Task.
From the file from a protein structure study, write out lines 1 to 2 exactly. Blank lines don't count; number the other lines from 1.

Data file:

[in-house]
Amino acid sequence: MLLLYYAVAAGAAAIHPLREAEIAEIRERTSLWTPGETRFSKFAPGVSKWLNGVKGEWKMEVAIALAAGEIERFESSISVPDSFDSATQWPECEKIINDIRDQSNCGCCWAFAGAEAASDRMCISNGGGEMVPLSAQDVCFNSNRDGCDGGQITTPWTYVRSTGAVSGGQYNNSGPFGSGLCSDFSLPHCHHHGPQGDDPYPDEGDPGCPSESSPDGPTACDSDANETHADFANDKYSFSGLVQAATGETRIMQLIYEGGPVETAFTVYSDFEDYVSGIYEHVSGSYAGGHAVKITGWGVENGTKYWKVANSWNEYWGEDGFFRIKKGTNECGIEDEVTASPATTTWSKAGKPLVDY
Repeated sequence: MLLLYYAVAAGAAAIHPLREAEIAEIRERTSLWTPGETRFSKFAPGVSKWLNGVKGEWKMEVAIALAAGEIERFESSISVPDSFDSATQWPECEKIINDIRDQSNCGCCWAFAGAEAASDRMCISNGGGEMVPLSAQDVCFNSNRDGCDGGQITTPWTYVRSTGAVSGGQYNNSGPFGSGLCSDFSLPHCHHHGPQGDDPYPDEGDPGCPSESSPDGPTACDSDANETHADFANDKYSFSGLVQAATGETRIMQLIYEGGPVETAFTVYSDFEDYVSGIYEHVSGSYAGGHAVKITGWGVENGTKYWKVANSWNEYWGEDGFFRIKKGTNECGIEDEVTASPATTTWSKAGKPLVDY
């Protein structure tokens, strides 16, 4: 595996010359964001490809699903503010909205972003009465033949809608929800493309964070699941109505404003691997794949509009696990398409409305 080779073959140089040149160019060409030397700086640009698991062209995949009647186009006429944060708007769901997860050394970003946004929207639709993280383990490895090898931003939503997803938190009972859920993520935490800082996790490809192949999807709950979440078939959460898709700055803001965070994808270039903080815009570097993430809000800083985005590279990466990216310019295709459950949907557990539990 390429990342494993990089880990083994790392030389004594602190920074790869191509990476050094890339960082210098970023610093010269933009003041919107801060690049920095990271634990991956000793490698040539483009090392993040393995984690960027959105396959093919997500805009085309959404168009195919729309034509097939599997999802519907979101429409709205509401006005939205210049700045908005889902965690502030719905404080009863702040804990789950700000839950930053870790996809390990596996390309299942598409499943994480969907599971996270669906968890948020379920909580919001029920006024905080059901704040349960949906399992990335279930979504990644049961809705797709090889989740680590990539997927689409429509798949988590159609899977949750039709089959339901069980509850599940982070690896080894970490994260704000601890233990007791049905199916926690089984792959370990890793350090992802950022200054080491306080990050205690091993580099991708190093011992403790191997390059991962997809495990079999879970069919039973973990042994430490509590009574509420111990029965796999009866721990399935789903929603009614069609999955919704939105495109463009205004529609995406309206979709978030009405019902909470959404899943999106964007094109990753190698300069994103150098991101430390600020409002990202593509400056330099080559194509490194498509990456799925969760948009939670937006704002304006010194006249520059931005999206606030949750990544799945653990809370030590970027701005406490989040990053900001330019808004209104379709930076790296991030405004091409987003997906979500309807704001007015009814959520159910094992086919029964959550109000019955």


[in-house]
Amino acid sequence: MLLLYYAVAAGAAAIHPLREAEIAEIRERTSLWTPGETRFSKFAPGVSKWLNGVKGEWKMEVAIALAAGEIERFESSISVPDSFDSATQWPECEKIINDIRDQSNCGCCWAFAGAEAASDRMCISNGGGEMVPLSAQDVCFNSNRDGCDGGQITTPWTYVRSTGAVSGGQYNNSGPFGSGLCSDFSLPHCHHHGPQGDDPYPDEGDPGCPSESSPDGPTACDSDANETHADFANDKYSFSGLVQAATGETRIMQLIYEGGPVETAFTVYSDFEDYVSGIYEHVSGSYAGGHAVKITGWGVENGTKYWKVANSWNEYWGEDGFFRIKKGTNECGIEDEVTASPATTTWSKAGKPLVDY